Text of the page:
NASA’s Ingenuity helicopter is online on Mars. After being released to move alone on Martian soil on Saturday (3), the ingenious drone connected yesterday (5) and even released a color photo of the Jezero crater, taken as soon as he left the “belly” of the Perseverance rover.
The image, in low resolution, still does not impress because it shows only the gravel floor of the crater, part of the two wheels and the outline of the Perseverance shadow. The helicopter, which weighs about 1.8 kg, was lowered so that its resistance could be tested, having to endure, already on the first night, a temperature of -90º C.
The Perseverance rover landed in the 45-km crater on February 18 with the Ingenuity firmly trapped inside. After releasing it on Saturday, the space vehicle moved a close distance so that Martian sunlight could reach the helicopter to charge its solar-powered batteries.
Next Sunday (11), Ingenuity will perform its first flight test. Perseverance will head to a location called Van Zyl Overlook, from where it will have a good view of the “aerodrome” chosen by the mission team for the first flight of ground-based equipment on another planet.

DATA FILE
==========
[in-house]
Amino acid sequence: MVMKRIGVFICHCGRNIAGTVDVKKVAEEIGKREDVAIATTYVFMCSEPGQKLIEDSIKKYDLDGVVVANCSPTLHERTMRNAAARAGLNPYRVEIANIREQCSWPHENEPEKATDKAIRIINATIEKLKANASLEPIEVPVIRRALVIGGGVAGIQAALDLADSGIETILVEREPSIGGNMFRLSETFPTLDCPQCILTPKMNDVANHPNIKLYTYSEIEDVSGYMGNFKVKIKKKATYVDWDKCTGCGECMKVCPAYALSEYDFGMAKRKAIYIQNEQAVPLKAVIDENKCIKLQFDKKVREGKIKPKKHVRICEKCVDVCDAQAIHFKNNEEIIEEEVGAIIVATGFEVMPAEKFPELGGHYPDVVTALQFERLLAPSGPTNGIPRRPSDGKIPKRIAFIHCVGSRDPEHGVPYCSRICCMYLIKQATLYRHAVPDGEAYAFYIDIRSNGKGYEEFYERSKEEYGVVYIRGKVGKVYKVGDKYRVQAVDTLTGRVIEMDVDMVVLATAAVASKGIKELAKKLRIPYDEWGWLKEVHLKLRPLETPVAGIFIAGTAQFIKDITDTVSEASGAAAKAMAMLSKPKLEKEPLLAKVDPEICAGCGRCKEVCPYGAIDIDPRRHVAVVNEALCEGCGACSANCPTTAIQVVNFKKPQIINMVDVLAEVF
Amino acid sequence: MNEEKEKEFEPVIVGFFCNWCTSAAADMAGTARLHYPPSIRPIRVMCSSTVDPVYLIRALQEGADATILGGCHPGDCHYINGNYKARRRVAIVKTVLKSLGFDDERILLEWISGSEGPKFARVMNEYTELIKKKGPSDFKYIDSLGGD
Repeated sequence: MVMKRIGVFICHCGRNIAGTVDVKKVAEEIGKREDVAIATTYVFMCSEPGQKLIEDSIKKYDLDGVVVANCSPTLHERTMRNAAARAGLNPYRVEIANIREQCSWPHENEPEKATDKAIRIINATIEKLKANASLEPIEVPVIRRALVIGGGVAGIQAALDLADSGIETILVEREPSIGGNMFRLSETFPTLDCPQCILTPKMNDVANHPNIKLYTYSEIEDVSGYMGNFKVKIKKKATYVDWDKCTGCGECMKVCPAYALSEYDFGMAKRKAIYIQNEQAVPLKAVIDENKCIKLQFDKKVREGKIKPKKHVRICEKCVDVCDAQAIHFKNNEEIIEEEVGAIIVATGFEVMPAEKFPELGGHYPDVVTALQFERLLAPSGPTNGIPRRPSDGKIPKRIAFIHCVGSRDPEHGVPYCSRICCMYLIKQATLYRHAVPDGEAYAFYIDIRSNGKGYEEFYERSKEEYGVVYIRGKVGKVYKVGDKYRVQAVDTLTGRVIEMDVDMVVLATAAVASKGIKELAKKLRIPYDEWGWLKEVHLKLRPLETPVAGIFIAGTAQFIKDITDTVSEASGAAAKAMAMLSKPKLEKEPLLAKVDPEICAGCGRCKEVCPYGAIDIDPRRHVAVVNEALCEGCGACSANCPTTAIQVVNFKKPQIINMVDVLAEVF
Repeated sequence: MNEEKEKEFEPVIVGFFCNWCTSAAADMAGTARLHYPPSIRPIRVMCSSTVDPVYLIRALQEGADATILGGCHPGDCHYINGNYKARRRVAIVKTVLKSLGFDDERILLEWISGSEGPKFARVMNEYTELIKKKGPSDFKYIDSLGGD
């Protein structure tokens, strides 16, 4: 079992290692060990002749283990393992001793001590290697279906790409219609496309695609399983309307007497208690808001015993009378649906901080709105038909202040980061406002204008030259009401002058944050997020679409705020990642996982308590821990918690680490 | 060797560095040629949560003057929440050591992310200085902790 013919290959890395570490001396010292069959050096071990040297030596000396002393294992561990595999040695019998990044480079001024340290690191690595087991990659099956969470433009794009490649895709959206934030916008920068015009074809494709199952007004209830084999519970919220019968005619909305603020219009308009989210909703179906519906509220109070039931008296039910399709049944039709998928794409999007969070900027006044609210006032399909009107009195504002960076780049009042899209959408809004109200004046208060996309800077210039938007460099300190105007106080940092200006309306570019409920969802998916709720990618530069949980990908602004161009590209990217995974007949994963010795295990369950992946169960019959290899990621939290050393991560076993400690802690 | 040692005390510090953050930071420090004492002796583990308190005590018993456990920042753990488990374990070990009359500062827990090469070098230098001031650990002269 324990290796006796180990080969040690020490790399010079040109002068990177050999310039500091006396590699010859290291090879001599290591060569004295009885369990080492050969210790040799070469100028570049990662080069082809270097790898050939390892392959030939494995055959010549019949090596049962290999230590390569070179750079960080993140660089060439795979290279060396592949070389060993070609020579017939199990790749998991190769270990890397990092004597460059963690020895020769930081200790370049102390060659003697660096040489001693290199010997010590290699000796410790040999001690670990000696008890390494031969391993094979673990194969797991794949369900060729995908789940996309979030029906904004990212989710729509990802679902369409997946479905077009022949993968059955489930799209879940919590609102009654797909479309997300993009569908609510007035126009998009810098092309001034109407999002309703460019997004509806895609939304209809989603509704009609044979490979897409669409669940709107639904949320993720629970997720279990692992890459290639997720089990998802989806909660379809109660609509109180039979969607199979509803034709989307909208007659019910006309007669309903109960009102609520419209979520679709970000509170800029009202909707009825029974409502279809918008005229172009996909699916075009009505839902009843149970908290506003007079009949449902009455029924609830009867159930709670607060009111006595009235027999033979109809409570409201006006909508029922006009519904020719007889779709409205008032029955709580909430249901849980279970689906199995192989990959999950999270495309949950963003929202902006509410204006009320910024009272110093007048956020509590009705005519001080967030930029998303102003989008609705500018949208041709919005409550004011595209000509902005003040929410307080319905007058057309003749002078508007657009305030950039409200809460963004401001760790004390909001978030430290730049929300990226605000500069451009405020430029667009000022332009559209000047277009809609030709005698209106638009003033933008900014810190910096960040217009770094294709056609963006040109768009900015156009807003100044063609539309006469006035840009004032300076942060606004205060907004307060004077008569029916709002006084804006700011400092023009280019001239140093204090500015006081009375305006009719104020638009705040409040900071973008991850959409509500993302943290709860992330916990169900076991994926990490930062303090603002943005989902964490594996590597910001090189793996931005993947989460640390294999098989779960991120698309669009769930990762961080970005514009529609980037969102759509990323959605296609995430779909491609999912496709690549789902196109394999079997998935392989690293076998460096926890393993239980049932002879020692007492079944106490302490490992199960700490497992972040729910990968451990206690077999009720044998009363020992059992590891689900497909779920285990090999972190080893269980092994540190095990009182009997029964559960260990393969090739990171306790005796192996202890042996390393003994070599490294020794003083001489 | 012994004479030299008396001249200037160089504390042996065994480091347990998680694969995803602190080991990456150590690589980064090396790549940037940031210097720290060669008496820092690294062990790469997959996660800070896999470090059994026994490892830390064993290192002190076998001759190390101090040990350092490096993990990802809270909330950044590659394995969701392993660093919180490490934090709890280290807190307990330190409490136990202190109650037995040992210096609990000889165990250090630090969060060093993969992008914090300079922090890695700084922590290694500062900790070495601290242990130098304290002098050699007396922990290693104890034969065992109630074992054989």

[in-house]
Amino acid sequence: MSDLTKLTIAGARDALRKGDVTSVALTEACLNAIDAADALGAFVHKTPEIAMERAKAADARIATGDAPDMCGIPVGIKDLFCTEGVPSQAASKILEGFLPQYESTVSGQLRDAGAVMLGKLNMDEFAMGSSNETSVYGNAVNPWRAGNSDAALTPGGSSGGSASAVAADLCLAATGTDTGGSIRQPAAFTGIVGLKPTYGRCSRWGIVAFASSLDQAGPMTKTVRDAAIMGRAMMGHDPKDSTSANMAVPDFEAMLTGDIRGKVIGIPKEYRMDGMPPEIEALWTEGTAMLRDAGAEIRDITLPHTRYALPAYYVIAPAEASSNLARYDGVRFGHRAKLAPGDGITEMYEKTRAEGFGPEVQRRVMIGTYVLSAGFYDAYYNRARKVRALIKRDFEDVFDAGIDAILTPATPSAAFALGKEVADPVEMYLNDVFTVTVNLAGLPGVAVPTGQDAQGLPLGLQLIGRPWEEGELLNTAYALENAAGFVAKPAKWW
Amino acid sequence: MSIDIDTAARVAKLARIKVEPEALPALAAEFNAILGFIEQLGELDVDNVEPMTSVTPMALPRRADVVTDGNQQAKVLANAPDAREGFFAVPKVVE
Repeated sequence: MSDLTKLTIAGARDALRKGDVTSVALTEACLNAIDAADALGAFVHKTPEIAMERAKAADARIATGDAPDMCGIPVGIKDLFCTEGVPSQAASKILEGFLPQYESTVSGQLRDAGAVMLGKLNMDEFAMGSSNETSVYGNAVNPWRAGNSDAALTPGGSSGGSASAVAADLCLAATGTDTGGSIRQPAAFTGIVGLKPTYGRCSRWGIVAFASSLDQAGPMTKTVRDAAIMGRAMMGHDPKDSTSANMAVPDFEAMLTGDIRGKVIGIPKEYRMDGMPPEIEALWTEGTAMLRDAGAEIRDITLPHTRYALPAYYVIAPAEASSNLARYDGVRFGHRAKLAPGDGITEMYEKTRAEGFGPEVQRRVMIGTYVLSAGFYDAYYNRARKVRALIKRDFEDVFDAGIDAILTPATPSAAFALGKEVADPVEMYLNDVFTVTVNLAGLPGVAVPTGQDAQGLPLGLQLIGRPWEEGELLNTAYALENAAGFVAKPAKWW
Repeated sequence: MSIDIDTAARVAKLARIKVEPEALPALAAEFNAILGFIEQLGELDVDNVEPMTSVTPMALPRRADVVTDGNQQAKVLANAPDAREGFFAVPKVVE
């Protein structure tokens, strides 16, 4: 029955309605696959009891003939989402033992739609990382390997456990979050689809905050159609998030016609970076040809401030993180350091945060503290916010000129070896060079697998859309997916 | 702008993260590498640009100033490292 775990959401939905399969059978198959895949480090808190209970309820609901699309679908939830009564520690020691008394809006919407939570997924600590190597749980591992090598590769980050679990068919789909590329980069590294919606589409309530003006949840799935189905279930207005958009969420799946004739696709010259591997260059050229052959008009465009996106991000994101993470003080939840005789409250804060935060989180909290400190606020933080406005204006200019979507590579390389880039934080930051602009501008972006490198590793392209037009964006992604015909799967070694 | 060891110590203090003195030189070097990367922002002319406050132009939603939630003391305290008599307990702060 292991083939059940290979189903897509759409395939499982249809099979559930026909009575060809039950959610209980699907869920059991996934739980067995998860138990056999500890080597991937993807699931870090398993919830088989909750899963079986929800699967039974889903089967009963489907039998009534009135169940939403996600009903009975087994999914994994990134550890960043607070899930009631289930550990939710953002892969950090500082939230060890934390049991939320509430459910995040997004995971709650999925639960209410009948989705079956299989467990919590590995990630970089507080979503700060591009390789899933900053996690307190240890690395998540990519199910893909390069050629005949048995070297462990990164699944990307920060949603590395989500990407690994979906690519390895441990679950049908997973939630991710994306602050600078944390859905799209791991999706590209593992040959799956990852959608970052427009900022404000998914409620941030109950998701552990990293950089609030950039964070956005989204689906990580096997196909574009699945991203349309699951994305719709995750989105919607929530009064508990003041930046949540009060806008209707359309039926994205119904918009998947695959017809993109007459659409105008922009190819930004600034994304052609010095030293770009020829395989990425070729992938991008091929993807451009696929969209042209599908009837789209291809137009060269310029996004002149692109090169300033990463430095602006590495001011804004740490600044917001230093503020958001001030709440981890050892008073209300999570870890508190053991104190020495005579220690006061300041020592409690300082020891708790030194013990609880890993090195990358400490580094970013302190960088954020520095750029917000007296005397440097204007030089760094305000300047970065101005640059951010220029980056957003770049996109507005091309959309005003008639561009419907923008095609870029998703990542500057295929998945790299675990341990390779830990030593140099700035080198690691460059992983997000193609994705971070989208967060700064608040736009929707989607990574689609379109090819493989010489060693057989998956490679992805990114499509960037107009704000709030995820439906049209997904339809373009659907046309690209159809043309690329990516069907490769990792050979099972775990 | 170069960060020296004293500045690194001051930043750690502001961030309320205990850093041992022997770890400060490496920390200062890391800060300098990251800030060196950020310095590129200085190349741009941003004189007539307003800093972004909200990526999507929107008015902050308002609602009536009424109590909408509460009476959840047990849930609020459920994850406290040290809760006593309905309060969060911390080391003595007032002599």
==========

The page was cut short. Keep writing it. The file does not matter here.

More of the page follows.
What should the first flight on Mars be like?
The flight of Ingenuity on Mars is a purely conceptual test. According to engineers at NASA’s Jet Propulsion Laboratory (JPL), the goal is just to see if the vehicle can fly on Mars. If Ingenuity performs well on its five flights scheduled for a month, future missions to the red planet may include helicopters as “scouts” for rovers or solo missions.
Although it does not carry any type of scientific instrument on board, the small drone will capture aerial images during its flights. According to NASA designers, these photos should be much better and sharper than this first photo released on Monday.
Perseverance will witness this pioneering flight, and will attempt to document it directly from the Van Zyl Overlook, using its own high-resolution camera system installed on the mast, the MastCam-Z. There is even the possibility that the rover will be able to record audio from the Ingenuity propellers, although the rarefied atmosphere of Mars may attenuate the sound.